To Protest or Not to Protest

The following piece has been written for FFCA’s Rising from the Flames Magazine. 

To protest, or not to protest – that is the question:
Whether it’s nobler in the mind to suffer
The slings and arrows of our adversaries without complaint
Or shout and hold up neon signs,
demanding what is just without pause. To be silent, and secure – and by silence, we end
The heartache of confronting the injustices of our world, and the thousand melancholy emotions
that human beings are prone to. Security in the face of oppression is something
devoutly to be wished. To be silent, and neutral,
But neutrality is to obey: there we go.
For in that state of compliance, what life will we live,
When our freedom of speech is eventually taken away,
Must give us pause.

In silence, there is ignorance, some might say. That no matter how tightly we grip onto a neutral standpoint in hopes of the tide ebbing, the pressure will continue until people have had enough. It will then lead to people conglomerating for the cause they believe to be right, in hopes of changing something they believe to be wrong.

To protest or not to protest. This is the question that has gripped 2020 at its throat.

As an individual who consistently kept up with the news even before the pandemic, the multiple protests erupting globally came as a shock to me. It seems as if the world’s voicebox had cracked in two, and the cacophony of anger and chaos conquered all other emotions.

Hong Kong New Year.
Yellow vest.
Climate strikes.
George Floyd.
Say their names.
Stop the Steal.
Sikh farmers.
Hijab rights.

Streets were filled with bodies, battle cries, and banners, all targeted towards the systems failing the people, or people failing people. Protesting has stripped humanity of its ideal image of self and left a scarred and frail body behind. The 7.8 billion people in the world could not simply blame all of its problems on a virus. Therefore, the blame fell on something a bit more tangible – people.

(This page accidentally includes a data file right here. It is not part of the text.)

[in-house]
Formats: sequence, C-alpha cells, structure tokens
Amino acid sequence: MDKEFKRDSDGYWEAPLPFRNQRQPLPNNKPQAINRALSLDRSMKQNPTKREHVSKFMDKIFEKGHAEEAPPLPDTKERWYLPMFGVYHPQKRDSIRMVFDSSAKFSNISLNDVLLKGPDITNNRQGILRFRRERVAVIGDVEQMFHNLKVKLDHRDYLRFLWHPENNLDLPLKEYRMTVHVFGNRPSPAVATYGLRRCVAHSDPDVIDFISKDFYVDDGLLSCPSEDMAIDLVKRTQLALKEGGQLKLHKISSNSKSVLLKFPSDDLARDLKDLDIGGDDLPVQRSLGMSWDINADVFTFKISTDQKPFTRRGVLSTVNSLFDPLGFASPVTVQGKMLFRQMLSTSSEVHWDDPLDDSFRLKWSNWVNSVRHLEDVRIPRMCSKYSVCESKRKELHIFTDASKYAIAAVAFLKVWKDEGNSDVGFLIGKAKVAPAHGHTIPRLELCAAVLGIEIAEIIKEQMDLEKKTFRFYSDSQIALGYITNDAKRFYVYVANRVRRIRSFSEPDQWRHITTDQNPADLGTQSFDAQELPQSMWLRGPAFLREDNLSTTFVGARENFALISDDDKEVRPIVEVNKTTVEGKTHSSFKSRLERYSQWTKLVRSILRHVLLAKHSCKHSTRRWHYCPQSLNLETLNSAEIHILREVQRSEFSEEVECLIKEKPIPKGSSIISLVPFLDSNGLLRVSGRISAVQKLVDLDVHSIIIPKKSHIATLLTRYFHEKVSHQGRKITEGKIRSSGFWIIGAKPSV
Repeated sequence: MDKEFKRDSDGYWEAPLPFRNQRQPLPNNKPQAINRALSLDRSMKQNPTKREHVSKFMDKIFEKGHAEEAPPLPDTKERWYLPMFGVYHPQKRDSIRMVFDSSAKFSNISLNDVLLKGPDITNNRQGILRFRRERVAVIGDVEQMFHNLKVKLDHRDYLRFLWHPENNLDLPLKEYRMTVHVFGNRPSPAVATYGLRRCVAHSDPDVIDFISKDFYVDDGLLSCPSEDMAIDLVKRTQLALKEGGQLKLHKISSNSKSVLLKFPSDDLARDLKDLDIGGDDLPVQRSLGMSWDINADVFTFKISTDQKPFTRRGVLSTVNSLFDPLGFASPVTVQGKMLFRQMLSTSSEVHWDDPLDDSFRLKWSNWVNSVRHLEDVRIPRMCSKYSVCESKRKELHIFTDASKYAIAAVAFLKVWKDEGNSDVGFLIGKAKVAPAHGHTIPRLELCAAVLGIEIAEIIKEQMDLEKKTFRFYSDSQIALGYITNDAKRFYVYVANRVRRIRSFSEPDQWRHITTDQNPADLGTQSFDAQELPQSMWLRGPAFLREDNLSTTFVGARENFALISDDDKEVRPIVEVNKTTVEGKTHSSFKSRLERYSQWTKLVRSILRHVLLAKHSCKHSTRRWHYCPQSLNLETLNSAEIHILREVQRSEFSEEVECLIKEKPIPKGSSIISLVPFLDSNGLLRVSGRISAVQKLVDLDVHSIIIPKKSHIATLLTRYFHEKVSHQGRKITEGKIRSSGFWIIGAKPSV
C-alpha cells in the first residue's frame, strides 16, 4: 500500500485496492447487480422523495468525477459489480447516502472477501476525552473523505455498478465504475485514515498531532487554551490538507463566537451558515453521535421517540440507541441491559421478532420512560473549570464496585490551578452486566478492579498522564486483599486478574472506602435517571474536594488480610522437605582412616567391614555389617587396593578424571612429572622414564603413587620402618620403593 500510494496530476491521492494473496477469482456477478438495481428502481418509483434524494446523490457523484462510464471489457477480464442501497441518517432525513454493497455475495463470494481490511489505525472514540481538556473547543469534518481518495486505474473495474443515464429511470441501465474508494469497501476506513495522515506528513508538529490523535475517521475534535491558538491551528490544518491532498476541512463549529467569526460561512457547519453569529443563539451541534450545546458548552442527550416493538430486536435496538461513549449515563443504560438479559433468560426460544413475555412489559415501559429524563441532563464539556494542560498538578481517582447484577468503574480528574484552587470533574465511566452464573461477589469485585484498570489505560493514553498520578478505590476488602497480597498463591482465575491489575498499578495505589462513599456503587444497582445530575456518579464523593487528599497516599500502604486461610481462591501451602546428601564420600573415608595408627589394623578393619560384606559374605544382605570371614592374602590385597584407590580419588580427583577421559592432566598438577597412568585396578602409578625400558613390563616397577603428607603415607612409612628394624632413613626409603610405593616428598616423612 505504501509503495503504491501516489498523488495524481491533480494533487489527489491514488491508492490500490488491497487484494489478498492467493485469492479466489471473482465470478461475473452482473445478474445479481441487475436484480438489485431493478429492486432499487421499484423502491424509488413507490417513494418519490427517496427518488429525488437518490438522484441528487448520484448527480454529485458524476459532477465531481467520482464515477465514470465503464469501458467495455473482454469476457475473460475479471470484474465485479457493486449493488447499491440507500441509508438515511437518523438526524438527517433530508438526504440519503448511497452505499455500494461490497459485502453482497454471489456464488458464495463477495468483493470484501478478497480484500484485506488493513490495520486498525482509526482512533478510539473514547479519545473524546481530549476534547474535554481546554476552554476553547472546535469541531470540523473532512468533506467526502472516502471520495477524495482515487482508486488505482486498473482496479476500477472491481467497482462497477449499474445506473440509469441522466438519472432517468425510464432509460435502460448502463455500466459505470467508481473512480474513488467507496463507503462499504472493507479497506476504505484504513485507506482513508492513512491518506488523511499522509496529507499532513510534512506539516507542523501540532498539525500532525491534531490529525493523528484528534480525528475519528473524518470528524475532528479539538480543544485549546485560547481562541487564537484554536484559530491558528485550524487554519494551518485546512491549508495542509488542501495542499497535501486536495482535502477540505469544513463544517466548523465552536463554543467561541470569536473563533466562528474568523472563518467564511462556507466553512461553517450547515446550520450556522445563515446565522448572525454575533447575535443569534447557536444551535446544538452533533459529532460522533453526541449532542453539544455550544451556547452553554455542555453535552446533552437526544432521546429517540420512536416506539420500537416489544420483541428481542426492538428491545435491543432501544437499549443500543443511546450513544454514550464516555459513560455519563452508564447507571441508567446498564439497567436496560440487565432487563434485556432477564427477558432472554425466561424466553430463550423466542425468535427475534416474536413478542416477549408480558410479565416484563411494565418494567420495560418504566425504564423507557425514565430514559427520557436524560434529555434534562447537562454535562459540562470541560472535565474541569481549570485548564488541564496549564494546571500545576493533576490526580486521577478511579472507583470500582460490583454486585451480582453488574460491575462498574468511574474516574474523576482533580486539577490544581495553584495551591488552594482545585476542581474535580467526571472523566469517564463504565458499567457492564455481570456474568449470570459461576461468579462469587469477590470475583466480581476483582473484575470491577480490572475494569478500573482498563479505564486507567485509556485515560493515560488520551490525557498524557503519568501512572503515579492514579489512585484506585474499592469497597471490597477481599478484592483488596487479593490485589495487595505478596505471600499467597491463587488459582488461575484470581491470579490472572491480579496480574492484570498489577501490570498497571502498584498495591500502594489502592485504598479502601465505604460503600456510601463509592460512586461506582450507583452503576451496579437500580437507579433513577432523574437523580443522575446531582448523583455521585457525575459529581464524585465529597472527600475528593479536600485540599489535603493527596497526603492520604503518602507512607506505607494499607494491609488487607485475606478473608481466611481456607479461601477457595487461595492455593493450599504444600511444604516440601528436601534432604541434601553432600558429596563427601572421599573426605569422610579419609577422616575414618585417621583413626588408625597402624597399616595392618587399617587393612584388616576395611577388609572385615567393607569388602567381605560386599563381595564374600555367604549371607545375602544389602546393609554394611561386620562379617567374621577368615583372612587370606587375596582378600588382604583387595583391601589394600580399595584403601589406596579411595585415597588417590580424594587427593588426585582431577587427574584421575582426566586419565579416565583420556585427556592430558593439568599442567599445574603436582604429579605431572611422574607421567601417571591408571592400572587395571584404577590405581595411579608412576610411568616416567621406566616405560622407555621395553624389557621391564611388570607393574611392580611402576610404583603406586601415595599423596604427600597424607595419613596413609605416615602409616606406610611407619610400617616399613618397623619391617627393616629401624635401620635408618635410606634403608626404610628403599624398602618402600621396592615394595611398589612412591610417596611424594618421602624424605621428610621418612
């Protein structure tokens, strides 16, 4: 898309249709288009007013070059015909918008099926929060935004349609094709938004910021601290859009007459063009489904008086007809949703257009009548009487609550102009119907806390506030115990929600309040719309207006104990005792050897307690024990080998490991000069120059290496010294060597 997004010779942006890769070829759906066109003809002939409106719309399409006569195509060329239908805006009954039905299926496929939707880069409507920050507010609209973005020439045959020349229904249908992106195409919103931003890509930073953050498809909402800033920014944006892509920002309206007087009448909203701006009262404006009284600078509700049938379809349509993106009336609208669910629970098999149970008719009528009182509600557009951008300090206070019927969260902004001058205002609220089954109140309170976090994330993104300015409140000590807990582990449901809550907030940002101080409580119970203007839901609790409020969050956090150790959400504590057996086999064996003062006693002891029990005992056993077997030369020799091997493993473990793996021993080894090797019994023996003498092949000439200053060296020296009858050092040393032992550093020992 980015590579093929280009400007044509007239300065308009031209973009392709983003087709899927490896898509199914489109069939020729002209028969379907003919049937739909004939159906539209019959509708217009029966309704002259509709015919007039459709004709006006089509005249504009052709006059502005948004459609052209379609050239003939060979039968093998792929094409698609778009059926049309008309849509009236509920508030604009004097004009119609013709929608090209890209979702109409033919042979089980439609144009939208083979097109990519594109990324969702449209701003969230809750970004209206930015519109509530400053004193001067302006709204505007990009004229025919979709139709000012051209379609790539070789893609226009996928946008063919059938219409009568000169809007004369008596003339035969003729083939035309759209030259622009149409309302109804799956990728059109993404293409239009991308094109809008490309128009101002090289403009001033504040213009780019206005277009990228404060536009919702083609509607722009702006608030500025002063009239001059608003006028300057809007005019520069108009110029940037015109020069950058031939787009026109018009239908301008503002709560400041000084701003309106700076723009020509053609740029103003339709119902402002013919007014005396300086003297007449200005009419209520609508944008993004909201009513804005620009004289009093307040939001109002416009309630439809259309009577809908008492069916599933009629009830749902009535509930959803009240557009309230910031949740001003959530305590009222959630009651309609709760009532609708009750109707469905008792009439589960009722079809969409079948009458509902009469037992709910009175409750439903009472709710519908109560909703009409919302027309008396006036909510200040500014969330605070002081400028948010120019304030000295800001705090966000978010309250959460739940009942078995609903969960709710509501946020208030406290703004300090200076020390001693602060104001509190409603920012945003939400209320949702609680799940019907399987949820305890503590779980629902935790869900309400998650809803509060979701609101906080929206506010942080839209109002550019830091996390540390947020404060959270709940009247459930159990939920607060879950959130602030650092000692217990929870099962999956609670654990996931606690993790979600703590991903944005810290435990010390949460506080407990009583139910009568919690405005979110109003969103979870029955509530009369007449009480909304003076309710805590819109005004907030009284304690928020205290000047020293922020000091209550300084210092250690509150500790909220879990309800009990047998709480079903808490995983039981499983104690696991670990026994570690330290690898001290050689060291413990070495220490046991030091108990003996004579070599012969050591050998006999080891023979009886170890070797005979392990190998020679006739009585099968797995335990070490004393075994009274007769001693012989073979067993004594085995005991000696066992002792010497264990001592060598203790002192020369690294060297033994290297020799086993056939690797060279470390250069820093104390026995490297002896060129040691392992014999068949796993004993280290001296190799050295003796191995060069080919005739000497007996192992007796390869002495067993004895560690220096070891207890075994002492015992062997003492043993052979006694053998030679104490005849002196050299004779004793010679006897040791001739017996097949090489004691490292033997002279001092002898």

When the world was still moving, people did not have time to pay attention to the system’s shortcomings, as we were too preoccupied with our struggles to bother. However, months and months of quarantine have allowed us to tune into our world and listen to what it needs. Our Grade 12 protest regarding exam break and online classes is a prime example of this phenomenon. While we were at home, with nothing to do other than homework and texting friends, many of us came together in hopes of changing a decision to accommodate our needs and wants. Never in my four years at FFCA have I seen the student body directly oppose a decision made by the administration. Moreover, the conversation was opened with great character and leadership – from both sides – and I am proud to have been a part of it.

Thus, people with the time and the means will call for justice, truth, and change.

Protests are both impactful and dangerous, however. On one side, they are the prime example of human strength, showing that if enough people come together and call out the wrong, real change can happen. Protests of the past have indeed shaped the mentalities and attitudes of today. The phrase “I have a dream” by Martin Luther King Jr. in the 1960s has been ingrained into the hearts and minds of many in the 21st century, which is why segregation is no longer present. Gandhi’s emphasis on peaceful protesting led the strongest of all empires to scurry away from his motherland, ultimately bringing pride to Indian history books.